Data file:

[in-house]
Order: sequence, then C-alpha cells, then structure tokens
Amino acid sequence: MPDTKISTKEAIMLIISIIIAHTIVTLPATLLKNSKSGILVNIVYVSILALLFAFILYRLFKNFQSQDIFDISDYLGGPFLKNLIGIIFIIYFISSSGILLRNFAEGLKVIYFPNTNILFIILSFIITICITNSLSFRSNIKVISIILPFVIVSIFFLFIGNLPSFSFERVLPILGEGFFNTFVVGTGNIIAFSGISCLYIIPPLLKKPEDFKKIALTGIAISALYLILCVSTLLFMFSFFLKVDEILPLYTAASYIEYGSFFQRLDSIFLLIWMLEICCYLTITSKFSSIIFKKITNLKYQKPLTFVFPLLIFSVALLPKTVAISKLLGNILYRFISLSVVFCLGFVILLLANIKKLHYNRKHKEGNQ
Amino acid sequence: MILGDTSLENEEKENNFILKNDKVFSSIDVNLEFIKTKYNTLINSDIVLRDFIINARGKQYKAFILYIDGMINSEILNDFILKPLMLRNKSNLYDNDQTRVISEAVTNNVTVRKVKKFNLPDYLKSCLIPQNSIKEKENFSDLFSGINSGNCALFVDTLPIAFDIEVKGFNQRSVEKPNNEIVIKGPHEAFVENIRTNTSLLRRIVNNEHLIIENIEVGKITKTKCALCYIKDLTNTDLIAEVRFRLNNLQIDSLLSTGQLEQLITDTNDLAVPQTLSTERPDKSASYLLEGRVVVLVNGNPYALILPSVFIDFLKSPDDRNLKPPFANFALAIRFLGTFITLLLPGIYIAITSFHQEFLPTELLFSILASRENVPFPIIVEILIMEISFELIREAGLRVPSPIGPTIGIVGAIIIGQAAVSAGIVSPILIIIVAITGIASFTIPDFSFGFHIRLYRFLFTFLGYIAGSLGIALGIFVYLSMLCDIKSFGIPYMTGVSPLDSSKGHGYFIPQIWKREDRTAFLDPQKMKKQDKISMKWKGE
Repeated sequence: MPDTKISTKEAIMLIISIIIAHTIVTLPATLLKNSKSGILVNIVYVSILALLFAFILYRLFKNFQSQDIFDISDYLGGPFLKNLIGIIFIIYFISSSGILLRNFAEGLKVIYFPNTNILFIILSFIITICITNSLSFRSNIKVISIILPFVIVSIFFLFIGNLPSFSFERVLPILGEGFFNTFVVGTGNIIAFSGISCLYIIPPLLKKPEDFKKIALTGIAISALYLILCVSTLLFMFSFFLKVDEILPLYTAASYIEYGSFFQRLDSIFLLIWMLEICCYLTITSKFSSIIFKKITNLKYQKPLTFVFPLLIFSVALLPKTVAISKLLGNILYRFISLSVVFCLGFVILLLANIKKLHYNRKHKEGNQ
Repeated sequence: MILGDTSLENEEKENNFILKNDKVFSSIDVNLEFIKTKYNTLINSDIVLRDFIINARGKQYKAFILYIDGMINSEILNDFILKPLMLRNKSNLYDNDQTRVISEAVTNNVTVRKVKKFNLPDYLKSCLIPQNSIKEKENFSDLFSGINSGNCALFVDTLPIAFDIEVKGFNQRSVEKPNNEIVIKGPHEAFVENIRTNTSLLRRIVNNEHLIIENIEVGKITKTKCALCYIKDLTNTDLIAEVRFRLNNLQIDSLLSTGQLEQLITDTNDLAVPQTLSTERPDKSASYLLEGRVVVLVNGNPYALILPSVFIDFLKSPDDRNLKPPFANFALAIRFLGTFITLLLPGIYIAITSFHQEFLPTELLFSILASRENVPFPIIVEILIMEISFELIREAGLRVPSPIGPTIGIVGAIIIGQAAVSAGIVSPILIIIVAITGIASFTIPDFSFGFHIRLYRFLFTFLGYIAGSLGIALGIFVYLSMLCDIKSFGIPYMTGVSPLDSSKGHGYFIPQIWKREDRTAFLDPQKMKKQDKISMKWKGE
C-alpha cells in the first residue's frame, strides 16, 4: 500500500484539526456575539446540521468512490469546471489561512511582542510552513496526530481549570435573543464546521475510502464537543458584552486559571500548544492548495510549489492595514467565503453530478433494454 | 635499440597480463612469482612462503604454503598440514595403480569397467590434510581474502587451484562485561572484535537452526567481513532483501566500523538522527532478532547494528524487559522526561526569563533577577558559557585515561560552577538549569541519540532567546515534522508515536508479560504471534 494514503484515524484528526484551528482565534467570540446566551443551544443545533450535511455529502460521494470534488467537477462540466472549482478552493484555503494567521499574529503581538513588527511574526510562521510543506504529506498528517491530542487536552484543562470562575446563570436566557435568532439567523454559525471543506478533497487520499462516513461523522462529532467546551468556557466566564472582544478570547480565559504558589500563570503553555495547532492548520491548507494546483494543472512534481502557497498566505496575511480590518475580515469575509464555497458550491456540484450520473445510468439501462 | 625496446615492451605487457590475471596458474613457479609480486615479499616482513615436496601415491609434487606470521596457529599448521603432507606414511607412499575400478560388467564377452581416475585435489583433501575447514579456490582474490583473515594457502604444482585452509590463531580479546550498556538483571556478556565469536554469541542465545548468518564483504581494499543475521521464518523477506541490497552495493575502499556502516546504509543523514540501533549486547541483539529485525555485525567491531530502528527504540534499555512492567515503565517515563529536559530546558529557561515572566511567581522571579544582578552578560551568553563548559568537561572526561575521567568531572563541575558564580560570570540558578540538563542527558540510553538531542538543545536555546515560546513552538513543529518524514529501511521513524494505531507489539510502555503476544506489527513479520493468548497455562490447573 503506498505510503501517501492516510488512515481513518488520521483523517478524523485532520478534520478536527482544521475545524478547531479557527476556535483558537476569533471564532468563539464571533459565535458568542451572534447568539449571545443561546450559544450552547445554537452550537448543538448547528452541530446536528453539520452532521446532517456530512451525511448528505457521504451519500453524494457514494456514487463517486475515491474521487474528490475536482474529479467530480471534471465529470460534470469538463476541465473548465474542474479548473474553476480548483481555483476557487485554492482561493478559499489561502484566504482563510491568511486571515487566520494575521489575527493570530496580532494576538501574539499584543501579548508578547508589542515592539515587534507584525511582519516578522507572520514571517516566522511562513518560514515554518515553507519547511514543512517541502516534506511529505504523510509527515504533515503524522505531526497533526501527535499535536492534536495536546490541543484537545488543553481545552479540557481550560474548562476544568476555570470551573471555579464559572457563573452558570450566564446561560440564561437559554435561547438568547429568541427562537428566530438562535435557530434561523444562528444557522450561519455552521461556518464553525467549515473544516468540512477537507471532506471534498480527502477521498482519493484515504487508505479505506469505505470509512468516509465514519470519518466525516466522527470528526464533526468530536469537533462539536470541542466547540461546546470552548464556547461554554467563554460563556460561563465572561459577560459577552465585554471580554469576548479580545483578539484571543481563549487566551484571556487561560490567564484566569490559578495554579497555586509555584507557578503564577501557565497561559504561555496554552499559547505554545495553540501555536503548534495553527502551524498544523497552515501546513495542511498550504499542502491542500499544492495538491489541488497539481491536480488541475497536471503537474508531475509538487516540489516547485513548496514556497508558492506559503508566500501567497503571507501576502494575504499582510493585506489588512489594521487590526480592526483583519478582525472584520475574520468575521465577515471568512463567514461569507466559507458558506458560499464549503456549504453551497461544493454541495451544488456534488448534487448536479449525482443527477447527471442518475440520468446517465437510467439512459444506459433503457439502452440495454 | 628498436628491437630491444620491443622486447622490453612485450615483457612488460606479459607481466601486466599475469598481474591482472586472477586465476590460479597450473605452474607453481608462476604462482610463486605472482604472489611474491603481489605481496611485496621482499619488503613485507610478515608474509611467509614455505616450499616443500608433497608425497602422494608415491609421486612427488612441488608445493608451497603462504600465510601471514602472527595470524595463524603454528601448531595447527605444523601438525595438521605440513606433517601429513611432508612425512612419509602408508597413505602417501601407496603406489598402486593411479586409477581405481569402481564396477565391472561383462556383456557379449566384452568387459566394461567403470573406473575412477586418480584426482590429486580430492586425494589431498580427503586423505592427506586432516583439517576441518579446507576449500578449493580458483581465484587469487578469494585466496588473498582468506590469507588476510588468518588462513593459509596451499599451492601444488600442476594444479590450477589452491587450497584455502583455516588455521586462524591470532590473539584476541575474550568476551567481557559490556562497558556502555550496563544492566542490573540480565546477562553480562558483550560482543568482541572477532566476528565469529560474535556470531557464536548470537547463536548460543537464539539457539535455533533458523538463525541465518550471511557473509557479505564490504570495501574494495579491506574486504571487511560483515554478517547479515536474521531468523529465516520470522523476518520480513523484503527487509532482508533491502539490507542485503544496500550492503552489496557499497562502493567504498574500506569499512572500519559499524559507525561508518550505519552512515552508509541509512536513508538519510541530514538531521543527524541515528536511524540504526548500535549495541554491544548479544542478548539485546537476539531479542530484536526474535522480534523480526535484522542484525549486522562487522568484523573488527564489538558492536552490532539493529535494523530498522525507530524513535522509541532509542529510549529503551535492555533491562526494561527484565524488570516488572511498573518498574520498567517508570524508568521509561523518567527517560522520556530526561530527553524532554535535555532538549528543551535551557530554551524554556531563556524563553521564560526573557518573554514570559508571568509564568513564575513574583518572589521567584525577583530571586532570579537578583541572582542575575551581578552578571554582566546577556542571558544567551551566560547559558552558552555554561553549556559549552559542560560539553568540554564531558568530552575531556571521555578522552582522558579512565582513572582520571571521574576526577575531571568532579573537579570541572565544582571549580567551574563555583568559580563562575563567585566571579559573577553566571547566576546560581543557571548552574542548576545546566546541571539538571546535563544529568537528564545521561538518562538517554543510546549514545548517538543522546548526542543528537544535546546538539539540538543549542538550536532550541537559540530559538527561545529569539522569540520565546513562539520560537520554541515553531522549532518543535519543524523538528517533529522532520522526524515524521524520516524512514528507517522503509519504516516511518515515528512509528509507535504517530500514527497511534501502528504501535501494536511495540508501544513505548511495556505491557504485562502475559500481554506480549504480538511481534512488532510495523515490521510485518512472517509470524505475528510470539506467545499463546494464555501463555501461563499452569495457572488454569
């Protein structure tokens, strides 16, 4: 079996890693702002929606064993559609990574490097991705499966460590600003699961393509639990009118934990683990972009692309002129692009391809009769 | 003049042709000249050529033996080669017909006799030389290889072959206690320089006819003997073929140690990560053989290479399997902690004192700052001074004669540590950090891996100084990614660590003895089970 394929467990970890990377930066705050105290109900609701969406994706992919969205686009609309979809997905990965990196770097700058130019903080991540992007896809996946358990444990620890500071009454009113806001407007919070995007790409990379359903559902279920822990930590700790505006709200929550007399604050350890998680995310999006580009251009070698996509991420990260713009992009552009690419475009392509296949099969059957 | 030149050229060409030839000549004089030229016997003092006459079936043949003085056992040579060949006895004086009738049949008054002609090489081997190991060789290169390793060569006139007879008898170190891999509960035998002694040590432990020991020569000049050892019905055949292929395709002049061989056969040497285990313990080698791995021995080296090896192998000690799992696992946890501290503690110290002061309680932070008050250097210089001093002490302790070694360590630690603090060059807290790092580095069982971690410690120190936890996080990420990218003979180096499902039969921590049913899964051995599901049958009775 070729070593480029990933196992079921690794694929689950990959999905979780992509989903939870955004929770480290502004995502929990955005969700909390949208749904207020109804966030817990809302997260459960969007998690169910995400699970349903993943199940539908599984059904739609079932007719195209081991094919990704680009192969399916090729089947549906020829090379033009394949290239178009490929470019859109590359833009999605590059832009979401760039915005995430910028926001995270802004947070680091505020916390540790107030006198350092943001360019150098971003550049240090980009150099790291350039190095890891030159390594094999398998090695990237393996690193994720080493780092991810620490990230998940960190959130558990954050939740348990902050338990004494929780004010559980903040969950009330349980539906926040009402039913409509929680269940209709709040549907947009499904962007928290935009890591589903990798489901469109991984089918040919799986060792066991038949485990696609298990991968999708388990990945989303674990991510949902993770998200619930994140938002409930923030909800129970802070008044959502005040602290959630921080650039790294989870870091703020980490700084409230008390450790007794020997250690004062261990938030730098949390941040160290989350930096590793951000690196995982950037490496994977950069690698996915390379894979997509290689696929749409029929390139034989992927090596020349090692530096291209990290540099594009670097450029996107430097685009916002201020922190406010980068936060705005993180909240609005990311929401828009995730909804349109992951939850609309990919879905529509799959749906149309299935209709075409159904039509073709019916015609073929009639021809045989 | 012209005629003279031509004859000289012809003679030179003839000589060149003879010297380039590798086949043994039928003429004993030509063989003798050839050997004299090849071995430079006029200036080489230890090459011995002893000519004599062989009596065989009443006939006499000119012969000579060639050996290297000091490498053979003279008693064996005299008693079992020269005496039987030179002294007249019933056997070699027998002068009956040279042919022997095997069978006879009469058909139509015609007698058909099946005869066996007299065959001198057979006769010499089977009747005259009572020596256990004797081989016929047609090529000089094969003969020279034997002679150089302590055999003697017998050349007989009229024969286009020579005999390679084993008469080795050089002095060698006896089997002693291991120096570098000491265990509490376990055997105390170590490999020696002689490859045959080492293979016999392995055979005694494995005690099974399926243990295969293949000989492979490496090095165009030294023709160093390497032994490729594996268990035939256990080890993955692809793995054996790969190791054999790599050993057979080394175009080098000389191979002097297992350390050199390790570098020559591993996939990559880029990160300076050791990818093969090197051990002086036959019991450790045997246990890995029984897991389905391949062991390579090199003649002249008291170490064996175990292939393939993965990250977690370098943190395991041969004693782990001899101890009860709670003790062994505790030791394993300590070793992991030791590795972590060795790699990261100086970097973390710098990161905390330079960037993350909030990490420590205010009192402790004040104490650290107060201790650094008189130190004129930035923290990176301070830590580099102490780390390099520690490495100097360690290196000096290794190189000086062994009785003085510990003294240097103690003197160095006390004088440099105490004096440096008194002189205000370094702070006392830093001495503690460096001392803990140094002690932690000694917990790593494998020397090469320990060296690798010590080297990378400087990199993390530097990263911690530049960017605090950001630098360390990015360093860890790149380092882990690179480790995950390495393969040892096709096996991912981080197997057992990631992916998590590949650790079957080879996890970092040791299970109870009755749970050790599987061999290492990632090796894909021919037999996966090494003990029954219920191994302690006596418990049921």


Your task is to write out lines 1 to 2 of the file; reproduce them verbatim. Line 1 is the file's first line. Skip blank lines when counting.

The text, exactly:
[in-house]
Order: sequence, then C-alpha cells, then structure tokens